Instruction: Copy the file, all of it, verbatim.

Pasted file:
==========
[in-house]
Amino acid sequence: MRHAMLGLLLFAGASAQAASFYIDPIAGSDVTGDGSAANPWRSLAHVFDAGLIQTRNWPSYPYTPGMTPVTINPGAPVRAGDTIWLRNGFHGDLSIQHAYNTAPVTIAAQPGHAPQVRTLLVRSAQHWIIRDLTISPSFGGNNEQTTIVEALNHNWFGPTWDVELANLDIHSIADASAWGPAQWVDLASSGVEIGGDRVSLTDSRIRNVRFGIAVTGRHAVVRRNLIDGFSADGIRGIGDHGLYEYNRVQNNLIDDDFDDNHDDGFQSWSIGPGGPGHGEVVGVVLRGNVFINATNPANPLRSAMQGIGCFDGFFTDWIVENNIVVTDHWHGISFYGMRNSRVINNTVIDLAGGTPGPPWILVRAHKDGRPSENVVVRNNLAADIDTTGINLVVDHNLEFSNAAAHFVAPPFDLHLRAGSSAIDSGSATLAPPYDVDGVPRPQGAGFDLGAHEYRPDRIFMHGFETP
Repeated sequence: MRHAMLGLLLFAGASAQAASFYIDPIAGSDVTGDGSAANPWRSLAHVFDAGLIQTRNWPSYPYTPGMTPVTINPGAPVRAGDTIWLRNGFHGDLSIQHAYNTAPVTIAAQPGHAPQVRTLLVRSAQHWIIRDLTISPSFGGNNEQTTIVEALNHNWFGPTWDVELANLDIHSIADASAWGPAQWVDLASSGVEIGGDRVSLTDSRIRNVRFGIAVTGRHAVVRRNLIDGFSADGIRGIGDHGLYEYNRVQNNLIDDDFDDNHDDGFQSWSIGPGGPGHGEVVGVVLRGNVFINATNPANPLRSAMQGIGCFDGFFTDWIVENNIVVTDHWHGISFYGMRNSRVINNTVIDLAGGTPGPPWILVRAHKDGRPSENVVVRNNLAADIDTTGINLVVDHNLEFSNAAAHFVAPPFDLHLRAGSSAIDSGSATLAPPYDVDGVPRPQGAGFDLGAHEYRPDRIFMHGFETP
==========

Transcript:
[in-house]
Amino acid sequence: MRHAMLGLLLFAGASAQAASFYIDPIAGSDVTGDGSAANPWRSLAHVFDAGLIQTRNWPSYPYTPGMTPVTINPGAPVRAGDTIWLRNGFHGDLSIQHAYNTAPVTIAAQPGHAPQVRTLLVRSAQHWIIRDLTISPSFGGNNEQTTIVEALNHNWFGPTWDVELANLDIHSIADASAWGPAQWVDLASSGVEIGGDRVSLTDSRIRNVRFGIAVTGRHAVVRRNLIDGFSADGIRGIGDHGLYEYNRVQNNLIDDDFDDNHDDGFQSWSIGPGGPGHGEVVGVVLRGNVFINATNPANPLRSAMQGIGCFDGFFTDWIVENNIVVTDHWHGISFYGMRNSRVINNTVIDLAGGTPGPPWILVRAHKDGRPSENVVVRNNLAADIDTTGINLVVDHNLEFSNAAAHFVAPPFDLHLRAGSSAIDSGSATLAPPYDVDGVPRPQGAGFDLGAHEYRPDRIFMHGFETP
Repeated sequence: MRHAMLGLLLFAGASAQAASFYIDPIAGSDVTGDGSAANPWRSLAHVFDAGLIQTRNWPSYPYTPGMTPVTINPGAPVRAGDTIWLRNGFHGDLSIQHAYNTAPVTIAAQPGHAPQVRTLLVRSAQHWIIRDLTISPSFGGNNEQTTIVEALNHNWFGPTWDVELANLDIHSIADASAWGPAQWVDLASSGVEIGGDRVSLTDSRIRNVRFGIAVTGRHAVVRRNLIDGFSADGIRGIGDHGLYEYNRVQNNLIDDDFDDNHDDGFQSWSIGPGGPGHGEVVGVVLRGNVFINATNPANPLRSAMQGIGCFDGFFTDWIVENNIVVTDHWHGISFYGMRNSRVINNTVIDLAGGTPGPPWILVRAHKDGRPSENVVVRNNLAADIDTTGINLVVDHNLEFSNAAAHFVAPPFDLHLRAGSSAIDSGSATLAPPYDVDGVPRPQGAGFDLGAHEYRPDRIFMHGFETP